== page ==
Nate Morgan: Journey Into Nigritia

2. Mai 2021 222241 0 Comments

Pure Pleasure NS-3257

„Journey Into Nigritia“ – Nate Morgan (p); Dadesi Komolafe (as); Jeff Littlejohn (b); Fritz Wise (dr, perc)
Format: 1LP 180g 33rpm / standard sleeve
Release month: 5/2021
Manufacturer: Pure Pleasure
Original label: Nimbus
At the dawn of the Reagan years, LA jazz pianist Nate Morgan recorded his first album for Nimbus West. „Journey Into Nigritia“ portrays an artist marked by the icons of his day, and striving for reinvention. Although he came from a solid jazz background, coming up through the Pan Afrikan People’s Arkestra, Morgan found more exciting work with pop bands in the seventies, including glory years with Rufus w/Chaka Khan. On „Journey Into Nigritia“, Morgan re-embraces jazz. Included in the band are Jeff Littleton on bass, Fritz Wise on drums, and Dadisi Komolafe on alto sax.
The collection opens with the Trane-ish „Mrafu“. Komolafe blasts off in short order, and while the modal chording recalls Tyner, Morgan shows flashes of the nimble loquacious gift that define him. While Alice Coltrane incense perfumes „Morning Prayer“, Morgan’s devotional sincerity and personnel expression triumph.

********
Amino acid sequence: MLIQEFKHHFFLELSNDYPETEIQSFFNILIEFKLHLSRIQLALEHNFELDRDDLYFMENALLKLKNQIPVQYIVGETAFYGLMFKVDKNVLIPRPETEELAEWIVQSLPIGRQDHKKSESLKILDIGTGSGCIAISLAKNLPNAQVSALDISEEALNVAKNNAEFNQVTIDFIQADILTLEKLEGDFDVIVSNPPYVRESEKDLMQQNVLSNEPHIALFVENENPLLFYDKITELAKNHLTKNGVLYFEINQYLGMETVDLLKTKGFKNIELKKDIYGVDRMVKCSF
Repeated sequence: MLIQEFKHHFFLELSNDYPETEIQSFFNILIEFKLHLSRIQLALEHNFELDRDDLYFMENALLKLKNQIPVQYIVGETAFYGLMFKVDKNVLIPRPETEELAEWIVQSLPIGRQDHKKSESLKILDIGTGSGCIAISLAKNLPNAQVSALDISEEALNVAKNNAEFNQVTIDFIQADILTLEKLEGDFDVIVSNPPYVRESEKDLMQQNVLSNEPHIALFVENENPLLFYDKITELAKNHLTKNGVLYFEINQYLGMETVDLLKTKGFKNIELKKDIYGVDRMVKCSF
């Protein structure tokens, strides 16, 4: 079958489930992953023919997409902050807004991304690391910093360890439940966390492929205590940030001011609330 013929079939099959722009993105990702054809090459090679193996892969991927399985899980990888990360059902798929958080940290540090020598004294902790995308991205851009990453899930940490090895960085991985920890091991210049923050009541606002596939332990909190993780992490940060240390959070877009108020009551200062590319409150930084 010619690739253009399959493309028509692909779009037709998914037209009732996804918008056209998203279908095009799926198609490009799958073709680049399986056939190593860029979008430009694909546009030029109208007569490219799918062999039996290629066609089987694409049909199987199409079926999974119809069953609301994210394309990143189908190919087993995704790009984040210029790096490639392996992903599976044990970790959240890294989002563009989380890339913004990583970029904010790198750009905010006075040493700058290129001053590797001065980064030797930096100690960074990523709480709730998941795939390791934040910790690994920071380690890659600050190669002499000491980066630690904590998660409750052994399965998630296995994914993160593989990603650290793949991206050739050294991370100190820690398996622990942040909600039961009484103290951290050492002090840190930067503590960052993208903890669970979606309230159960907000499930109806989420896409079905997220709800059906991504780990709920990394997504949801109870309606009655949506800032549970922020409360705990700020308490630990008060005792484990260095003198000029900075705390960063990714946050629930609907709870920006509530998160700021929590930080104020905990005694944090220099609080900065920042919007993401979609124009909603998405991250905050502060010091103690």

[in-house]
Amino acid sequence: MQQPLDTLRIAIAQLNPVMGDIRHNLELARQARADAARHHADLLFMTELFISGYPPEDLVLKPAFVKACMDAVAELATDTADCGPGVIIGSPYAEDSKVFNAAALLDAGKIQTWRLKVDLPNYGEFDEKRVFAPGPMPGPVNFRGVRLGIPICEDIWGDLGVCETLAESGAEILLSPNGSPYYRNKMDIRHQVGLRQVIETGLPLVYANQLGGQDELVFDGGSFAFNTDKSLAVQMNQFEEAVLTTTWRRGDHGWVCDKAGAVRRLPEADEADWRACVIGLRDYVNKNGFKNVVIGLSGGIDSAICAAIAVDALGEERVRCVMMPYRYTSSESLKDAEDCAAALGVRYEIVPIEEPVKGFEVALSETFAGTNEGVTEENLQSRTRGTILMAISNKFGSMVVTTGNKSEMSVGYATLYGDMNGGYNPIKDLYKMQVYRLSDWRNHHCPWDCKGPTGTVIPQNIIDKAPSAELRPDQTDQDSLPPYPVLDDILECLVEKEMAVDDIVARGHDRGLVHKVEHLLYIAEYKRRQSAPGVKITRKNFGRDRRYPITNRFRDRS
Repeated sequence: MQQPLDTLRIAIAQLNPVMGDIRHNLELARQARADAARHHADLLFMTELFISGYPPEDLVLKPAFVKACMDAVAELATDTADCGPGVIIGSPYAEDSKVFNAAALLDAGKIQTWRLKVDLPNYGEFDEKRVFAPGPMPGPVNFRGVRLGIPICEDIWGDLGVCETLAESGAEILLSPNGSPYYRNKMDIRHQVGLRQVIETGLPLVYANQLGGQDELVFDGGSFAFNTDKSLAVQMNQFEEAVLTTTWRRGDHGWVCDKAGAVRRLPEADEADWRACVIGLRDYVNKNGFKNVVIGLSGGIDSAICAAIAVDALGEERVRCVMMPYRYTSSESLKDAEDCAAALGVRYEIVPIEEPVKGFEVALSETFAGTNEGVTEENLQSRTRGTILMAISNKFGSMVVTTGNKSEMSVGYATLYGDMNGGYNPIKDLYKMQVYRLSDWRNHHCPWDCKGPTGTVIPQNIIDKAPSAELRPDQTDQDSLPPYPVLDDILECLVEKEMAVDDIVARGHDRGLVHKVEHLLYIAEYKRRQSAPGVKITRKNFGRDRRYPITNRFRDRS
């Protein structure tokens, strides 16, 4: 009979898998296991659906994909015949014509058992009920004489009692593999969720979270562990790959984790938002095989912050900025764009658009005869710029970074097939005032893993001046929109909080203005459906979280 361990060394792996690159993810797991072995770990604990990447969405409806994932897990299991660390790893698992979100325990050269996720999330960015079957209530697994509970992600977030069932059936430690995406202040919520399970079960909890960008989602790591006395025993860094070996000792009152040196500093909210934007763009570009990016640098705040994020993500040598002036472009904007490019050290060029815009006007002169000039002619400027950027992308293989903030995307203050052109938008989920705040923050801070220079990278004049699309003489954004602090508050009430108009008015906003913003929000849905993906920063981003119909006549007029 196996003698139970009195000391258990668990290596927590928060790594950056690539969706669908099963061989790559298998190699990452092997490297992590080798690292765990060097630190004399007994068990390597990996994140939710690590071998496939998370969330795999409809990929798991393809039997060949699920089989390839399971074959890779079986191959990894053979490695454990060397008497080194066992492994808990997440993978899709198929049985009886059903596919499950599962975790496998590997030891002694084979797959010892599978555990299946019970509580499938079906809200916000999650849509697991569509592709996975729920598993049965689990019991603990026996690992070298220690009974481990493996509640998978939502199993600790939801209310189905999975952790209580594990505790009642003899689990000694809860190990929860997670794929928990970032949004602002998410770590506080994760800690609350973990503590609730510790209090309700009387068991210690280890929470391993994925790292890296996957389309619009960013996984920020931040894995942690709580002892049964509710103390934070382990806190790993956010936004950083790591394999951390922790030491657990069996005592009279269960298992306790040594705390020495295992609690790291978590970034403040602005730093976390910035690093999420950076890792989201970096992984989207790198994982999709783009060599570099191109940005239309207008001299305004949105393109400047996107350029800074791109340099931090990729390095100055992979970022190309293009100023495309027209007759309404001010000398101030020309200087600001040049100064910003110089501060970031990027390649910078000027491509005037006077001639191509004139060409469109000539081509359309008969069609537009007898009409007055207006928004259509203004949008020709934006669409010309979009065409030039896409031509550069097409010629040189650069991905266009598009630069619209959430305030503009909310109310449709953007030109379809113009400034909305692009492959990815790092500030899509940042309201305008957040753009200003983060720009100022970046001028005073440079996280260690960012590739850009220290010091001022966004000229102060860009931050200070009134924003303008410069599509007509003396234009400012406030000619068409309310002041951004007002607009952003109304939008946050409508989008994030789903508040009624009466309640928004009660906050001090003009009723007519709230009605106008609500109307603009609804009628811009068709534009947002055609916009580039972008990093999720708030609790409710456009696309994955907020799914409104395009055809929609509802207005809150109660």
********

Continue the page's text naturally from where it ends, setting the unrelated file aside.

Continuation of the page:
Suitably complex with yearning minors, „Mother“ features the trio performing a memorable composition. Littleton’s deep-note sustain contrasts Wise’s shimmering cymbals, while Morgan tells heart-wrenching truth. With a somewhat solemn theme, „He Left Us A Song“ regularly bursts through into straight-ahead fast break sprints up and down the court. The unexpected „Study In C.T.“ offers an homage to Cecil Taylor and Morgan’s musical roots with free improvisations on a dense and spiky theme. The exhilarating result has Morgan exploring his own way, with a winking slinging of jagged bass chords halfway through.
While a quarter century’s experience has nurtured Morgan’s prodigious gifts beyond this ambitious debut, „Journey Into Nigritia“ offers enjoyable insights into his artistic evolution, while adding another precious title to the discography of one of the most woefully under-recorded greats of our time.
Review by Rex Butters
Genre: Jazz